Tax Prep 101: How to Deduct Interest from a Mortgage or HELOC
Here's how the TCJA can affect the amount of interest you claim on a mortgage or HELOC.
It's the middle of tax season, and households across the nation are starting to get all their financials in order to meet the deadline. One provision of the tax code many taxpayers favor is the mortgage interest deduction, which allows borrowers to claim some of the interest they pay on their mortgage. Those with a home equity line of credit (HELOC) have a similar opportunity to write off interest paid.
Understanding how to best leverage tax law for your home finances means becoming familiar with the Tax Cuts and Jobs Act of 2017 (TCJA). The sweeping reforms, which went into effect for taxes paid in 2018, brought many significant changes to the mortgage and HELOC interest deductions that consumers must become familiar with. Here are answers to some essential questions.
Who's affected by the change?
One important thing to clear up is whether you will be impacted by the reforms. The adjustments made to those deductions by the TCJA only apply if you itemize your taxes. Itemization is the second route of tax prep to claiming the standard deduction. The latter reduces taxes by a fixed amount that is essentially a blanket deduction; itemization entails making deductions line by line on various items, and is usually only used if it makes sense, like when a taxpayer can claim more than the standard deduction. The TCJA doubled the standard deduction, which means fewer could be incentivized to itemize.
Review your taxes and determine which is the ideal preparation style. Not all Americans itemize taxes, but of those who do, many are homeowners.
How much can I claim in mortgage interest?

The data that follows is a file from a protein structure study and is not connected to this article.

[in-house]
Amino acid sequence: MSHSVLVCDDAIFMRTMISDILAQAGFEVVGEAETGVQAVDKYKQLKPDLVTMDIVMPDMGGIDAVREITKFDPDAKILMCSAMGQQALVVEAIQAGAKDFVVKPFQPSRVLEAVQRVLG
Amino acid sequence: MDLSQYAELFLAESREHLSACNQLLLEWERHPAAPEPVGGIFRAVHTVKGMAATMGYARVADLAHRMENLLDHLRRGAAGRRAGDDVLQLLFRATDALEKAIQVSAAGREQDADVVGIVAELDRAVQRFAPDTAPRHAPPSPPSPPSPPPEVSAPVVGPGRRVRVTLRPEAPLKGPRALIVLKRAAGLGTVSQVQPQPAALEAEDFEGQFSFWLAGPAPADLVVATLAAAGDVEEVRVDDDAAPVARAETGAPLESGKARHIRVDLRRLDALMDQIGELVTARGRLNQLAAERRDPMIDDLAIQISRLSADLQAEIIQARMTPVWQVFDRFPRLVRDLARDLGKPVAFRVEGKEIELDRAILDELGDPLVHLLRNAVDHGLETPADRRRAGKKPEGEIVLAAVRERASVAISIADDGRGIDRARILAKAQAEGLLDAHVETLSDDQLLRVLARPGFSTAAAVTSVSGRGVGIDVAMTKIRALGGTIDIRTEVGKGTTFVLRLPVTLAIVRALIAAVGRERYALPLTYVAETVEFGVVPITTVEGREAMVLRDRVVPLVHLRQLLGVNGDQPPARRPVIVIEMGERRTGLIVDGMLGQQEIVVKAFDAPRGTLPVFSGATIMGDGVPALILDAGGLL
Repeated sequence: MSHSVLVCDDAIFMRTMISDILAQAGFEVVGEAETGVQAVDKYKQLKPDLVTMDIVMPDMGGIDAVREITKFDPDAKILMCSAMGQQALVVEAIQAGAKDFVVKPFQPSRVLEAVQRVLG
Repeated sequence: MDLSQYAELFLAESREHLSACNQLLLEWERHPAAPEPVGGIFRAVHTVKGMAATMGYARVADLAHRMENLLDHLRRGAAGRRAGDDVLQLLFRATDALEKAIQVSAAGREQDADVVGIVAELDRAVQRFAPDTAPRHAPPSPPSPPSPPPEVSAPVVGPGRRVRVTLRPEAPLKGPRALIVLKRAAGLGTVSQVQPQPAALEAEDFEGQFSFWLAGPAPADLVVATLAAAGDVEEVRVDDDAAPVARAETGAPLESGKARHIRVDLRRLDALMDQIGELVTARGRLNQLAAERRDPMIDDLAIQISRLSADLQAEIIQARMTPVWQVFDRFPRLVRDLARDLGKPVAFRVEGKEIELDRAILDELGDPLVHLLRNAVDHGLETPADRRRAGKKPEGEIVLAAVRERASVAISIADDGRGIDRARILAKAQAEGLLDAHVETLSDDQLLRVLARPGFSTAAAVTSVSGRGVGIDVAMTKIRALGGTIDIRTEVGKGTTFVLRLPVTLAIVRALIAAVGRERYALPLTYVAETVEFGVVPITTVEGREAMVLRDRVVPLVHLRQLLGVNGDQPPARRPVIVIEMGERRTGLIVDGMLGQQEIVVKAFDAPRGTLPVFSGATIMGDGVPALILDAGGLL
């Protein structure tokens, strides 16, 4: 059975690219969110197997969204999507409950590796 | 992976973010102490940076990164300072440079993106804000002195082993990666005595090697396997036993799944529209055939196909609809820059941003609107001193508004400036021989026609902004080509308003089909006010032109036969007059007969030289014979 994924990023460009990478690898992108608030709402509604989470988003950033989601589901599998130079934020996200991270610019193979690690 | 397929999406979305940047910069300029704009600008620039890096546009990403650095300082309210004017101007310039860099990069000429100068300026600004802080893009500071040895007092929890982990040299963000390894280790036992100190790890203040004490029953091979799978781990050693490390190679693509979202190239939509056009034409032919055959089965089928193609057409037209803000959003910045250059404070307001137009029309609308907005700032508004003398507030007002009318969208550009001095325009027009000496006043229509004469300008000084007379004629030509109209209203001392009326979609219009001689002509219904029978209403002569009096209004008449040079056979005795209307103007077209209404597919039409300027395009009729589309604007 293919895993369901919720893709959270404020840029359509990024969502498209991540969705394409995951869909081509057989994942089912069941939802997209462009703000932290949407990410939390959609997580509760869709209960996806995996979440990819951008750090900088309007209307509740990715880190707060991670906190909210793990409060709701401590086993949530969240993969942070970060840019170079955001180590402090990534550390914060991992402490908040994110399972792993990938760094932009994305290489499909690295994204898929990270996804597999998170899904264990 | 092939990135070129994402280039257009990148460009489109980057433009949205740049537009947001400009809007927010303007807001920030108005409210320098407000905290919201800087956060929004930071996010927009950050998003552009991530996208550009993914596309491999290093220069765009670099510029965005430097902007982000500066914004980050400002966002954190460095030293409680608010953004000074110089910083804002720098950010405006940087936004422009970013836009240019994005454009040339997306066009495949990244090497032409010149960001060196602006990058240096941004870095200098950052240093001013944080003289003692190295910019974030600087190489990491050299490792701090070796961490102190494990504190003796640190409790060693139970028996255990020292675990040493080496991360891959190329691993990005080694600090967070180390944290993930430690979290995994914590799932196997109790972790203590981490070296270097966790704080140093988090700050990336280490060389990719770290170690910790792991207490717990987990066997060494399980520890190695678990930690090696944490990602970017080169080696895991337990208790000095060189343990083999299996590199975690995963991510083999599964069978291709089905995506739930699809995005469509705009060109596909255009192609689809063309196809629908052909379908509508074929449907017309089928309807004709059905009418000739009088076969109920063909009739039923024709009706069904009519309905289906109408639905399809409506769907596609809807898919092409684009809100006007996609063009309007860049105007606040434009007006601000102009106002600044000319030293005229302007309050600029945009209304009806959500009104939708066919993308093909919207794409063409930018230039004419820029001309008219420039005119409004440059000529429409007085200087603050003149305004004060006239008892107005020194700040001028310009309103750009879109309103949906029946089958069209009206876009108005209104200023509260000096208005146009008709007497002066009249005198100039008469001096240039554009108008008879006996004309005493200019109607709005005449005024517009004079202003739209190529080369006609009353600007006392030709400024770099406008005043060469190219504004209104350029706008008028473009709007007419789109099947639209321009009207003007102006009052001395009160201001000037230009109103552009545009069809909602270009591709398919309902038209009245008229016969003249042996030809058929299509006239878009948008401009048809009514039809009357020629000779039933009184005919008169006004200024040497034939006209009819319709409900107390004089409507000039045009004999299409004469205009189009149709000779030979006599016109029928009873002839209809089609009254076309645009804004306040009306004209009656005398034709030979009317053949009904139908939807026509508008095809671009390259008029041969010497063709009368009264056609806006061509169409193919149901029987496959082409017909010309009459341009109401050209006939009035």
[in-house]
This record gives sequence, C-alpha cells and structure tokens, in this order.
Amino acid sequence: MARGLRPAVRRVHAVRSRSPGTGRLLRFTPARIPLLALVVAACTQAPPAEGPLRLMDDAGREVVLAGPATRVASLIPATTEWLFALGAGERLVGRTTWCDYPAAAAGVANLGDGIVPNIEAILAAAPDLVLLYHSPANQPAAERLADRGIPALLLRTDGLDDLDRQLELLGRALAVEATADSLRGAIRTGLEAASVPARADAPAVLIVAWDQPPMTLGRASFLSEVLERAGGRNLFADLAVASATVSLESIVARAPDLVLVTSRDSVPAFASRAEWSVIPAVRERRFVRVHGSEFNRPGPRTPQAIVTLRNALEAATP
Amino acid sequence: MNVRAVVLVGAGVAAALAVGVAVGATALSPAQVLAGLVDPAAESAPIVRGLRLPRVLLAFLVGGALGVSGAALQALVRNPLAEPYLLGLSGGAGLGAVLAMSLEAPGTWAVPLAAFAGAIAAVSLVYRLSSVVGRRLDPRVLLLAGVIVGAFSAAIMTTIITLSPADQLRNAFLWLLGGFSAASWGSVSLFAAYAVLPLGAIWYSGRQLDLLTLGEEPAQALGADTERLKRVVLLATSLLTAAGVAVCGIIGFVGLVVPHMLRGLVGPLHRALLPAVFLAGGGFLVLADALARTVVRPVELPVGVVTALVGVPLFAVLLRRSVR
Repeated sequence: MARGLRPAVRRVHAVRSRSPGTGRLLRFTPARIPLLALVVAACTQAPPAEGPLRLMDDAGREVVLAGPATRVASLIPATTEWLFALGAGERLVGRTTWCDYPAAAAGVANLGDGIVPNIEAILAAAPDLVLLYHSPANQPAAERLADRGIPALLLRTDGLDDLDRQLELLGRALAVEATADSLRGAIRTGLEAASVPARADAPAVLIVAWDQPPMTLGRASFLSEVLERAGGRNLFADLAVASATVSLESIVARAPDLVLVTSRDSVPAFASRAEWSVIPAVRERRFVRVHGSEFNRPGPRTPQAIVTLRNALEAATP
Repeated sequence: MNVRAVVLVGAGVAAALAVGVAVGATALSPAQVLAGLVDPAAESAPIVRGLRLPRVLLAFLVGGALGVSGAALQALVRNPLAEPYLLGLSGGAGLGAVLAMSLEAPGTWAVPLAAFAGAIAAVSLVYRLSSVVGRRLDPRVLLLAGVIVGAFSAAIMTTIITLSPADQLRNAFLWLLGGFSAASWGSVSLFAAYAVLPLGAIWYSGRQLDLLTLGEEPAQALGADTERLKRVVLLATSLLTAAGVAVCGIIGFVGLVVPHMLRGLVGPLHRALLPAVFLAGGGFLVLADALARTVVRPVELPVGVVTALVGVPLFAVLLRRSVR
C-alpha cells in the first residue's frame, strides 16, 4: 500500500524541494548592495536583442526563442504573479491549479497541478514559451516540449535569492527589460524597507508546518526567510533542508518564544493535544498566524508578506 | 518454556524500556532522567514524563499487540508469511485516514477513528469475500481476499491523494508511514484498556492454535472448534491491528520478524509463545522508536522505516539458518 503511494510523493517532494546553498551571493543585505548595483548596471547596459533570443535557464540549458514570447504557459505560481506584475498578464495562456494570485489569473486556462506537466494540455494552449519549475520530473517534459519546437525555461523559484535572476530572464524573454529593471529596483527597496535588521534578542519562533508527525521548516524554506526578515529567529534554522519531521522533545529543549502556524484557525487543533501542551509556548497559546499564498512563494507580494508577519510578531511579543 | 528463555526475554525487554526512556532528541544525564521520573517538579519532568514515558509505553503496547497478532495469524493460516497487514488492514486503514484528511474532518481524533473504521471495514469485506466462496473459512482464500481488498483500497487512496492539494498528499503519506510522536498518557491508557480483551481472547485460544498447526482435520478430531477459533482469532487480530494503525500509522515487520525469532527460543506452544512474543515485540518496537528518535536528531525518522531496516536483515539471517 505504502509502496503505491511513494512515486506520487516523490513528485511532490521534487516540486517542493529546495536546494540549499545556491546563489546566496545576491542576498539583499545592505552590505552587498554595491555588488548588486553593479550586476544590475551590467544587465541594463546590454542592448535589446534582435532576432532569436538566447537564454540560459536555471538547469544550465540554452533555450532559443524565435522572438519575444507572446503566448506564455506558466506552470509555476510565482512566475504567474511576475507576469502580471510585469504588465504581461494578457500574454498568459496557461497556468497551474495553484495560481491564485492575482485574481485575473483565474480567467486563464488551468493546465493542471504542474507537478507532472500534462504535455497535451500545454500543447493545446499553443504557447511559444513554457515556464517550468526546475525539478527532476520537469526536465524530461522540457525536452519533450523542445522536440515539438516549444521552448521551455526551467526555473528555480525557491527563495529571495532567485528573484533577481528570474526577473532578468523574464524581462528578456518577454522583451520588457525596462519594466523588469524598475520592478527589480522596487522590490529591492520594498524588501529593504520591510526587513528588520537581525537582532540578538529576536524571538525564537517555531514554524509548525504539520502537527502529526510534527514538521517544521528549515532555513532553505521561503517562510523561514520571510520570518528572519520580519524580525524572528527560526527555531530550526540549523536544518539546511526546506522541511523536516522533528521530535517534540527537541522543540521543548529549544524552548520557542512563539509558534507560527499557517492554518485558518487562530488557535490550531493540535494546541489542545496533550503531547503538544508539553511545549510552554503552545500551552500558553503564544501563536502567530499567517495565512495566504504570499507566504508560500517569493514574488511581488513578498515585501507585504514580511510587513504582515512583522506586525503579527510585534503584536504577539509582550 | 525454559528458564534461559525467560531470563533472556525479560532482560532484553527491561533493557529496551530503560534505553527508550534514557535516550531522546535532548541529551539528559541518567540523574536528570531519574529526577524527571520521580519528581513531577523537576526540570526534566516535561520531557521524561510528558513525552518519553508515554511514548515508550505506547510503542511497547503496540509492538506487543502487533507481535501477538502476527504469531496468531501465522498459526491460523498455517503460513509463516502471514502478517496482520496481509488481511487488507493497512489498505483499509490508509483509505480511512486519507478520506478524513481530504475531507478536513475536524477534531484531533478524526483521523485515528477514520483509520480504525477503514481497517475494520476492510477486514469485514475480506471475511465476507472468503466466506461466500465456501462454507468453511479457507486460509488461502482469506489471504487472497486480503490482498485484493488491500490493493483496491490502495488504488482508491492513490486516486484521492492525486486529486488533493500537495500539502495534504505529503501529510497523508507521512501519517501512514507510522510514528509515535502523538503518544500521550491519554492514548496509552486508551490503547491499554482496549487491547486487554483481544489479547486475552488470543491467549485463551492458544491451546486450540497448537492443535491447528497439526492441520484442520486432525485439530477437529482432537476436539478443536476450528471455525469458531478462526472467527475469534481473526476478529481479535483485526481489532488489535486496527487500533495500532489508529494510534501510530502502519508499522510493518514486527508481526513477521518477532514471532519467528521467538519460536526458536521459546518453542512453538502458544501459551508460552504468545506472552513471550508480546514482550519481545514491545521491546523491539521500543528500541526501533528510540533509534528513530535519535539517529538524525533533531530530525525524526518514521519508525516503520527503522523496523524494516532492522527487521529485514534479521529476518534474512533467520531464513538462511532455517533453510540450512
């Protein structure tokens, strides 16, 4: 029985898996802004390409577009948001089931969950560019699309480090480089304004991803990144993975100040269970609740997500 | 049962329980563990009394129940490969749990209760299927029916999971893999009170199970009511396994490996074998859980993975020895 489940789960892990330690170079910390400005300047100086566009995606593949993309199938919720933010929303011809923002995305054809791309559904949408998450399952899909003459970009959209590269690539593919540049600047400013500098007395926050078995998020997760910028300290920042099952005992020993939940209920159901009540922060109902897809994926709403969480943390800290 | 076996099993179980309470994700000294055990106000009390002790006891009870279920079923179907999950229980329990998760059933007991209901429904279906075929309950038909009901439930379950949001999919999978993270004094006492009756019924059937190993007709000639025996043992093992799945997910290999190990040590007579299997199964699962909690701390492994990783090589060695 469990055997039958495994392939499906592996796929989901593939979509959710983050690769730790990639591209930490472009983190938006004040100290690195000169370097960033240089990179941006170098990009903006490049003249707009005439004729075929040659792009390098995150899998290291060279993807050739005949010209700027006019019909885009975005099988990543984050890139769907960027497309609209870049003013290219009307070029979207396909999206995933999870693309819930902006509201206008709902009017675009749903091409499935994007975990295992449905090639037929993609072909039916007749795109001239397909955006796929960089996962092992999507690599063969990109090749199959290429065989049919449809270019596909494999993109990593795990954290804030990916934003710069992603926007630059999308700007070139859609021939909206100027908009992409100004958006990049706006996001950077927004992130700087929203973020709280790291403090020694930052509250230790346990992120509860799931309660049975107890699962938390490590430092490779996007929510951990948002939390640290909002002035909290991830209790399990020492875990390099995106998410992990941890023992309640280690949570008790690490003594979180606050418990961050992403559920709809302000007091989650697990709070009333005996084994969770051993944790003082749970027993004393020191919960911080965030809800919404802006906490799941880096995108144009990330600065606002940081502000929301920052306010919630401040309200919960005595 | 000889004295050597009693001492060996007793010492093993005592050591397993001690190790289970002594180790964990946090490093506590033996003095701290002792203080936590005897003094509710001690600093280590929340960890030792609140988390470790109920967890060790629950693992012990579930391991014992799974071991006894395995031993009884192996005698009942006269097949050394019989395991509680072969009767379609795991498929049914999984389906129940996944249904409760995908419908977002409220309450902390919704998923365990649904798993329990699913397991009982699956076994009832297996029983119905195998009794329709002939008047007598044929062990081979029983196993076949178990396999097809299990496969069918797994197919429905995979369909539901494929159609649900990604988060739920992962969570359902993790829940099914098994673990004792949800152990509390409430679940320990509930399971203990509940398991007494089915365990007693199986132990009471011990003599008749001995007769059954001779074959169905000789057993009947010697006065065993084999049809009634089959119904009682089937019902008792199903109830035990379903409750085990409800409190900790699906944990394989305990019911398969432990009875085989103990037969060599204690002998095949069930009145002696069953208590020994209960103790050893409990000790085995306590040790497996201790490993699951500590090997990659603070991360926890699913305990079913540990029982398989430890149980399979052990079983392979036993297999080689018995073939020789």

Before the TCJA, a taxpayer could claim up to $1 million in interest paid on qualified debt incurred to purchase a home. For mortgages taken out during the time which the TCJA is in effect — 2018 to 2026 — that limit is $750,000 ; a reduction taxpayers must take notice of. The cap was lowered for married filing separate, as well: From $500,000 to $375,000. First-time homebuyers are likely to be affected by this change, but so too are existing homeowners. The TCJA also reduced the cap for interest paid on a mortgage for a secondary or vacation home — investment properties do not qualify.
Mortgages taken out before Dec. 15, 2017, have been grandfathered in at the previous $1 million limit, which may be good news for some. Additionally, if borrowers of those mortgages want to refinance between 2018 and 2026, they can still benefit from the $1 million limit.
Can I deduct interest on a HELOC?
HELOCs are popular among homeowners because they're a way to convert home equity to cash, which is often reinvested in the home or used toward personal expenses like credit card debt, college savings or weddings. However, under the TCJA, interest paid on such home-secured credit lines can only be deducted if HELOC proceeds are in qualifying situations — i.e. reinvested in the home through a renovation or upgrade.
According to the IRS, "interest on a home equity loan used to build an addition to an existing home is typically deductible," but not on interest used for living expenses or debt.
Please consult with your tax advisor about the tax deductibility of interest payments on your HELOC or mortgage.